Look to the Torah to guide us out of the wilderness

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We end the Book of Vayikra with a double reading that is made up of the last three chapters of the Third Book of Torah. What is interesting is how relevant it is today.

In a few weeks, we will commemorate the 54th anniversary of the Six-Day War, which ended with a cease-fire signed on June 11, 1967. That victory was nothing short of miraculous as not only did Israel win decisively, but it reunited Jerusalem and reclaimed additional historic territory.

Since that time, Israel has given back much of what it won, with questionable benefit.

Remarkably, our Torah reading lays out our modern history in a most amazing way.

The first of these readings is called “Behar – On the Mountain.” This is about events at Mount Sinai, where our ancestors accepted God’s gift of Torah.

In 1967, the Sinai Peninsula, the place that our Torah reading describes, was captured by Israel. In 1979, the Sinai was given back to Egypt in exchange for a peace agreement that has lasted ever since. Any time a lasting peace can be achieved, it is hard to argue that this was anything but a good deal for all parties.

While Israel gave up land, the Torah and mitzvot still belong to us. That said, the mitzvot we have in our Torah include those that tell us how to take care of Eretz Yisra’el.

This week’s Torah reading lists detailed mitzvot that describe how we are to treat each other and the earth. There is the Mitzvah of the Sabbatical Year – the year when slaves should be freed and farms should be left unplowed to give the earth a chance to replenish itself. We also read about our personal responsibility to help the poor. If we lend a person money, we must not charge any interest. We must help all people live with dignity.

Whether born Jewish, a convert, or even a resident alien, Jews are not permitted to let anyone starve. Please take note that the Torah is talking to us as individuals, not the government. It is not talking about a government “rescue package,” it is talking to each person. It is our individual responsibility to save a neighbor.

The second reading, “Bechukotai – In My Statutes,” lists the mitzvot that detail expectations from us and what happens to us if we do not fulfill the mitzvot. We read about further victories, and if we must go to war, “… five of you will chase a hundred enemies, and a hundred of you will chase a thousand. Your enemies will fall before you.” God then says: “I will walk among you, and you will be my people.”

What happens if we do not follow the mitzvot? The response is quite stark. God says: “I will let your cities be ruined, and your holy places destroyed ....” There is a full list of curses, called the Tochacha, that seems to go on and on – these are a preview of what comes later in Devarim. In any case, looking back, it is uncanny how many of these curses have come true in one way or another.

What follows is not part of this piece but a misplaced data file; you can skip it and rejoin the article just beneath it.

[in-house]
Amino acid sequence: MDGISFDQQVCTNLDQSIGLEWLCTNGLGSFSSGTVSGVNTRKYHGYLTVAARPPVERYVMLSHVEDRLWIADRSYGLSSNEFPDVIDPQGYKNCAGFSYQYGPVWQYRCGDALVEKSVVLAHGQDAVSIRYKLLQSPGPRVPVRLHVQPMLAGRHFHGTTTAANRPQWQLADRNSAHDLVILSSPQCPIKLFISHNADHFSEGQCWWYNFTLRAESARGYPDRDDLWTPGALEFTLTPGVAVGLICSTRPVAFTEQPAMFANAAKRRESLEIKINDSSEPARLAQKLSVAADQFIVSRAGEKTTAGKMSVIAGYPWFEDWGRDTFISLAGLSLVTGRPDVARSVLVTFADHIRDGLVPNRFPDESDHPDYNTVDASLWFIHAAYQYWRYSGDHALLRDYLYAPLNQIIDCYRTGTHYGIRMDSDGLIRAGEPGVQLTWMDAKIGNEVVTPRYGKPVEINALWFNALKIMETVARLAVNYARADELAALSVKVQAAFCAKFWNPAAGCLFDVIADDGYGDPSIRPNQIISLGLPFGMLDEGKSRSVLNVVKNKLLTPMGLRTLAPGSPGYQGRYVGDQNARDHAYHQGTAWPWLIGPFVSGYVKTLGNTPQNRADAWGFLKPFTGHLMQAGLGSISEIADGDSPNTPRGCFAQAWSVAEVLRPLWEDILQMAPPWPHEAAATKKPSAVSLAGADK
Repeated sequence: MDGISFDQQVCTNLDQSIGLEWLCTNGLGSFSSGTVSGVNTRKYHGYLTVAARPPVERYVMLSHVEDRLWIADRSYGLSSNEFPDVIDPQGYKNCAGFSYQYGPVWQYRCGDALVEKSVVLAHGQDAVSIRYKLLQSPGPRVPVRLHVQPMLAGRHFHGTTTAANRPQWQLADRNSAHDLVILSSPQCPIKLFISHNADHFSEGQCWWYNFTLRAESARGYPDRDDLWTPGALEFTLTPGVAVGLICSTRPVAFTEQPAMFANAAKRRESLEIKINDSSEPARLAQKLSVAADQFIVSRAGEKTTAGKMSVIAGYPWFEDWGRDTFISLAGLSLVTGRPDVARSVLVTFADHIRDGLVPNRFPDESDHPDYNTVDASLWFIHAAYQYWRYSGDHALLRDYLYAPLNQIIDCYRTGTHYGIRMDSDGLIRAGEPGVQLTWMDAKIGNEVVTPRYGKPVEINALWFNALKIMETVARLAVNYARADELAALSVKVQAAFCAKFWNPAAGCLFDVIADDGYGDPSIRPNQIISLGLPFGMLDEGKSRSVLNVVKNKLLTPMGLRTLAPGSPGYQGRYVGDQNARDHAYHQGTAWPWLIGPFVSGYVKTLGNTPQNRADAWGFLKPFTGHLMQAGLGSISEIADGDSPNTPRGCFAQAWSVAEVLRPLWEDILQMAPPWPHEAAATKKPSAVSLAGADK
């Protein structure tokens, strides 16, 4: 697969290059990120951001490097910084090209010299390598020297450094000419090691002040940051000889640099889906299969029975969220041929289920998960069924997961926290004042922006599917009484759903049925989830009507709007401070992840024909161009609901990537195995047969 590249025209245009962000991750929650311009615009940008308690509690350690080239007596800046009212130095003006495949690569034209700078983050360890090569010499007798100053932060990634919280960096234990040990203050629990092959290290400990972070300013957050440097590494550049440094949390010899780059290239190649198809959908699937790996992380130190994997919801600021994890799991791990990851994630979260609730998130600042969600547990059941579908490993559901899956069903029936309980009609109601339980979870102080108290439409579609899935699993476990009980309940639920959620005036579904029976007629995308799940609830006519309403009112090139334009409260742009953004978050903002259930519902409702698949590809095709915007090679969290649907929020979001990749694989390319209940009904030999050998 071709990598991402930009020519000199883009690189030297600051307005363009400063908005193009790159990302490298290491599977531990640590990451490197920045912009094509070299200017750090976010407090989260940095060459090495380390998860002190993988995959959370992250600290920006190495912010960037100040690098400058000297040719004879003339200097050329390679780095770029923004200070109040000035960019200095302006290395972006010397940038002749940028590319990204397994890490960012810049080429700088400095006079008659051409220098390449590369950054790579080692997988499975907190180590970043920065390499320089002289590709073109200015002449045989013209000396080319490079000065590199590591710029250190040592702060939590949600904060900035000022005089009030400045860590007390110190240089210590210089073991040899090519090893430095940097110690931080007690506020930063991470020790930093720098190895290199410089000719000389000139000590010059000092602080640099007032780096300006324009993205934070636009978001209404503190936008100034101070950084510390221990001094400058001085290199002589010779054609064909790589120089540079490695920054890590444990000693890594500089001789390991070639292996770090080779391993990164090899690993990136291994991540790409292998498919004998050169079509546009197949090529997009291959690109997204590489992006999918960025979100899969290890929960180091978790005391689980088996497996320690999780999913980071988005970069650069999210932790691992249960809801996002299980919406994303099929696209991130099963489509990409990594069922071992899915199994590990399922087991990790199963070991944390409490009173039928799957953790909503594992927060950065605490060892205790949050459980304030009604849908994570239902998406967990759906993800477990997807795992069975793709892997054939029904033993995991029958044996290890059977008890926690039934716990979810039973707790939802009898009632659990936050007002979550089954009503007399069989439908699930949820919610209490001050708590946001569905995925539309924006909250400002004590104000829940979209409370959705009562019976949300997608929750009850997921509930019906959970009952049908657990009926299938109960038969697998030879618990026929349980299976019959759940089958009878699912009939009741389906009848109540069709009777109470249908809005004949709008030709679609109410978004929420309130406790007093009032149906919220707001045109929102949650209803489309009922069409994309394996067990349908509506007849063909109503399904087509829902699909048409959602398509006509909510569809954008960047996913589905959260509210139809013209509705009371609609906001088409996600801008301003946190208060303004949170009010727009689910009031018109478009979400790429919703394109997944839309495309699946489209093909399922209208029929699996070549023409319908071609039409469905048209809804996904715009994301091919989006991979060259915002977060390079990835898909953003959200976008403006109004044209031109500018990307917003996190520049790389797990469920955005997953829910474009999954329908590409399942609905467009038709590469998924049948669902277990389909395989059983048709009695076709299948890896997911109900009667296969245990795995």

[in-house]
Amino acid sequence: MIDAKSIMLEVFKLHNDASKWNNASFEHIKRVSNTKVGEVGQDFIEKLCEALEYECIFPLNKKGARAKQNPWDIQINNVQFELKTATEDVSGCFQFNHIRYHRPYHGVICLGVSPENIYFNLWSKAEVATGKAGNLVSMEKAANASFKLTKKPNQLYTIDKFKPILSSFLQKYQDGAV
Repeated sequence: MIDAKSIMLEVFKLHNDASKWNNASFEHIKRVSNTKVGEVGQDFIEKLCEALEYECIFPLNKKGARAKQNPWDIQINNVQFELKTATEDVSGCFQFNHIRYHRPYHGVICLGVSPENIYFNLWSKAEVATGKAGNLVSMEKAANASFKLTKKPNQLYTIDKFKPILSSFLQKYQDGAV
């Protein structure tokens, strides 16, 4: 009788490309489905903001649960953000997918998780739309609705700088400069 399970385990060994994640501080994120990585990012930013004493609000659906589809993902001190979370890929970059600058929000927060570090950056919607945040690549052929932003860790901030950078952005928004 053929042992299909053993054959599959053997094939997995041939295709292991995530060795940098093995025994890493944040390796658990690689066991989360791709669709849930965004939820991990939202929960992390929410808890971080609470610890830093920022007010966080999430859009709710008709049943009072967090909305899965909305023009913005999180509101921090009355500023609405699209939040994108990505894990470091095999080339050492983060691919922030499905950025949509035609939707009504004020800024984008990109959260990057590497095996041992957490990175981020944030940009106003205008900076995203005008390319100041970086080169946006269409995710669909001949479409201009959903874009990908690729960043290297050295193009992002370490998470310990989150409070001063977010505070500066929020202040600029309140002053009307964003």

The miraculous end of the Six-Day War was amazing for Israel and world Jewry. While the miracle appeared to be based on Israel’s overwhelming military might, was it really? Israel did not have nearly enough trained soldiers, let alone the right kind of equipment, to have achieved the kind of victory it did. Most people think the victory was due to the spirit created by the Jewish people’s national unity and their drive to survive in their historical homeland.

Secular kibbutzniks and ultra-religious Yeshivah students joined forces to defeat their smug enemies. They fought side by side. They were led by leaders who were untrained in military tactics and strategies. It did not matter. They fought with all they had, unwilling to retreat, unwilling to give an inch.

During the battle for Jerusalem, Gen. Motta Gur radioed headquarters with a historic three-word message: “Har HaBayit BeYadeinu – The Temple Mount is in our hands!”

It was then that a single soldier climbed to the top of the Dome of the Rock and planted an Israeli flag there to let the world know that the holy mountain had been returned to the Jewish people for the first time in 19 centuries. But, out of respect for his Muslim brethren, Israeli Gen. Moshe Dayan ordered the flag removed. This action weakened the national unity and spirit that had won the war.

Ever since that time, appeasement groups in Israel, around the world, and even in the United States, have risen to dominance. While supporting Israel was once the norm among world Jewry, it is now the exception. National unity and Torah principles are no longer the foundation of our discussions about Israel. Additionally, the Middle East, as well as every United Nations’ committee, works hard to threaten not just Israel, but the future of Judaism itself.

Next, we begin the book of “Bamidbar – In the Wilderness.” In many ways, that is where we, the Jewish people, find ourselves today.

Is there any way out of this religious and historic wilderness where we allow ourselves to wander?

This week’s Torah reading gives us a clear escape path. The Torah says that it is up to each of us to work together, to stop fighting with each other and to work to become a unified people – or, as the curses say, we will cease to exist as a people.

Am Yisrael chai – the people of Israel live!

RICHARD E. PERLMAN is the senior rabbi at Temple Ner Tamid, in Peabody, Massachusetts, a member of the Board of Rabbis of Greater Rhode Island, and president of the North Shore Rabbis and Cantors Association.